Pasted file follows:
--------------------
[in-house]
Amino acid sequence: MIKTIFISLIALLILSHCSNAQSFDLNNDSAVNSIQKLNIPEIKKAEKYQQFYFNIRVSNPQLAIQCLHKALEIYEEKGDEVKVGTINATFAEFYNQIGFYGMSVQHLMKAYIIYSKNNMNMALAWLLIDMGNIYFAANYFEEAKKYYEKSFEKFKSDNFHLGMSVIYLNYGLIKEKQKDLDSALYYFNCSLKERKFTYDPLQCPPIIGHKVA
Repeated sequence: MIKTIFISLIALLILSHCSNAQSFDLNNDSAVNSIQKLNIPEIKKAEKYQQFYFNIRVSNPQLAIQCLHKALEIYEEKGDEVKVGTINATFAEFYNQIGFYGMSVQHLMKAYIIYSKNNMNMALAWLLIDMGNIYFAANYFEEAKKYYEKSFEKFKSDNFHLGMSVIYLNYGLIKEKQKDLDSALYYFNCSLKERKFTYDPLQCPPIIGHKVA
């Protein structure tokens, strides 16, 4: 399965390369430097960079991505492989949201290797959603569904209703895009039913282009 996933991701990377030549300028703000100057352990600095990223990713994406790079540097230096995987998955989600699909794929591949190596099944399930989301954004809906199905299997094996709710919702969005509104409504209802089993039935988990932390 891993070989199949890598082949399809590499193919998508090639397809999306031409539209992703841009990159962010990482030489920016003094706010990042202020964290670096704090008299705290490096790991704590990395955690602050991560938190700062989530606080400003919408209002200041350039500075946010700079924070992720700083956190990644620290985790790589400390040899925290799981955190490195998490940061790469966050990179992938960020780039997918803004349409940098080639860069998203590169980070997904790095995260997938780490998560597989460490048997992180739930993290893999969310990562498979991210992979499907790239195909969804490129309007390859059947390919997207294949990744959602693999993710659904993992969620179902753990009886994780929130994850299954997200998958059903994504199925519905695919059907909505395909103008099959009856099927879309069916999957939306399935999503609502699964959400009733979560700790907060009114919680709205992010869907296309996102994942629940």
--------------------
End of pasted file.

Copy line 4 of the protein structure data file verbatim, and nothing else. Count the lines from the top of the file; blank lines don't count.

């Protein structure tokens, strides 16, 4: 399965390369430097960079991505492989949201290797959603569904209703895009039913282009 996933991701990377030549300028703000100057352990600095990223990713994406790079540097230096995987998955989600699909794929591949190596099944399930989301954004809906199905299997094996709710919702969005509104409504209802089993039935988990932390 891993070989199949890598082949399809590499193919998508090639397809999306031409539209992703841009990159962010990482030489920016003094706010990042202020964290670096704090008299705290490096790991704590990395955690602050991560938190700062989530606080400003919408209002200041350039500075946010700079924070992720700083956190990644620290985790790589400390040899925290799981955190490195998490940061790469966050990179992938960020780039997918803004349409940098080639860069998203590169980070997904790095995260997938780490998560597989460490048997992180739930993290893999969310990562498979991210992979499907790239195909969804490129309007390859059947390919997207294949990744959602693999993710659904993992969620179902753990009886994780929130994850299954997200998958059903994504199925519905695919059907909505395909103008099959009856099927879309069916999957939306399935999503609502699964959400009733979560700790907060009114919680709205992010869907296309996102994942629940």